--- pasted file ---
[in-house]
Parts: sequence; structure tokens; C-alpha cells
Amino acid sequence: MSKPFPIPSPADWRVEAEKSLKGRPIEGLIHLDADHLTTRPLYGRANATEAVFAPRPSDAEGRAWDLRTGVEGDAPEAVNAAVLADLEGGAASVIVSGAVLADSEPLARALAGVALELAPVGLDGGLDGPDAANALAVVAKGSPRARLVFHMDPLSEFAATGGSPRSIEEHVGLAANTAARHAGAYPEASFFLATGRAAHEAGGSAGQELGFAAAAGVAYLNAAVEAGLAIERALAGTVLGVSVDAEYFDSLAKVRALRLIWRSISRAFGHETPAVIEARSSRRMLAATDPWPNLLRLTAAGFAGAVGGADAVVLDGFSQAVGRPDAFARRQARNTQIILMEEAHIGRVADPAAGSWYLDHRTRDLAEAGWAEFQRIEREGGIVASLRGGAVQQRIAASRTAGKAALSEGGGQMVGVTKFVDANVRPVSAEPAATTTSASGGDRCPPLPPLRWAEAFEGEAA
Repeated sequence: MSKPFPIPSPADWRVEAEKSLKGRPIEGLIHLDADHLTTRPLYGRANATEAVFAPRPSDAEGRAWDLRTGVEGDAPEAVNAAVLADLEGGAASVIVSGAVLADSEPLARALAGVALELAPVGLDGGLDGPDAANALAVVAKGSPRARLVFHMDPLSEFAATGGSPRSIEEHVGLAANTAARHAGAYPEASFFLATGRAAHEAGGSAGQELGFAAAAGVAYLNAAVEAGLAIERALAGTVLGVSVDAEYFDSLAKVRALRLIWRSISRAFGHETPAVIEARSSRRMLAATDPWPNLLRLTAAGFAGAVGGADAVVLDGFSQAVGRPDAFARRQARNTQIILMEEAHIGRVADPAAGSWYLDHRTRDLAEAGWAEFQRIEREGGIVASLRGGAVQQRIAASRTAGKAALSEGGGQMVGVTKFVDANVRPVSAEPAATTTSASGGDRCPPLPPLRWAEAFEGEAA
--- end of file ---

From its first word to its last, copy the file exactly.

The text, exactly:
[in-house]
Parts: sequence; structure tokens; C-alpha cells
Amino acid sequence: MSKPFPIPSPADWRVEAEKSLKGRPIEGLIHLDADHLTTRPLYGRANATEAVFAPRPSDAEGRAWDLRTGVEGDAPEAVNAAVLADLEGGAASVIVSGAVLADSEPLARALAGVALELAPVGLDGGLDGPDAANALAVVAKGSPRARLVFHMDPLSEFAATGGSPRSIEEHVGLAANTAARHAGAYPEASFFLATGRAAHEAGGSAGQELGFAAAAGVAYLNAAVEAGLAIERALAGTVLGVSVDAEYFDSLAKVRALRLIWRSISRAFGHETPAVIEARSSRRMLAATDPWPNLLRLTAAGFAGAVGGADAVVLDGFSQAVGRPDAFARRQARNTQIILMEEAHIGRVADPAAGSWYLDHRTRDLAEAGWAEFQRIEREGGIVASLRGGAVQQRIAASRTAGKAALSEGGGQMVGVTKFVDANVRPVSAEPAATTTSASGGDRCPPLPPLRWAEAFEGEAA
Repeated sequence: MSKPFPIPSPADWRVEAEKSLKGRPIEGLIHLDADHLTTRPLYGRANATEAVFAPRPSDAEGRAWDLRTGVEGDAPEAVNAAVLADLEGGAASVIVSGAVLADSEPLARALAGVALELAPVGLDGGLDGPDAANALAVVAKGSPRARLVFHMDPLSEFAATGGSPRSIEEHVGLAANTAARHAGAYPEASFFLATGRAAHEAGGSAGQELGFAAAAGVAYLNAAVEAGLAIERALAGTVLGVSVDAEYFDSLAKVRALRLIWRSISRAFGHETPAVIEARSSRRMLAATDPWPNLLRLTAAGFAGAVGGADAVVLDGFSQAVGRPDAFARRQARNTQIILMEEAHIGRVADPAAGSWYLDHRTRDLAEAGWAEFQRIEREGGIVASLRGGAVQQRIAASRTAGKAALSEGGGQMVGVTKFVDANVRPVSAEPAATTTSASGGDRCPPLPPLRWAEAFEGEAA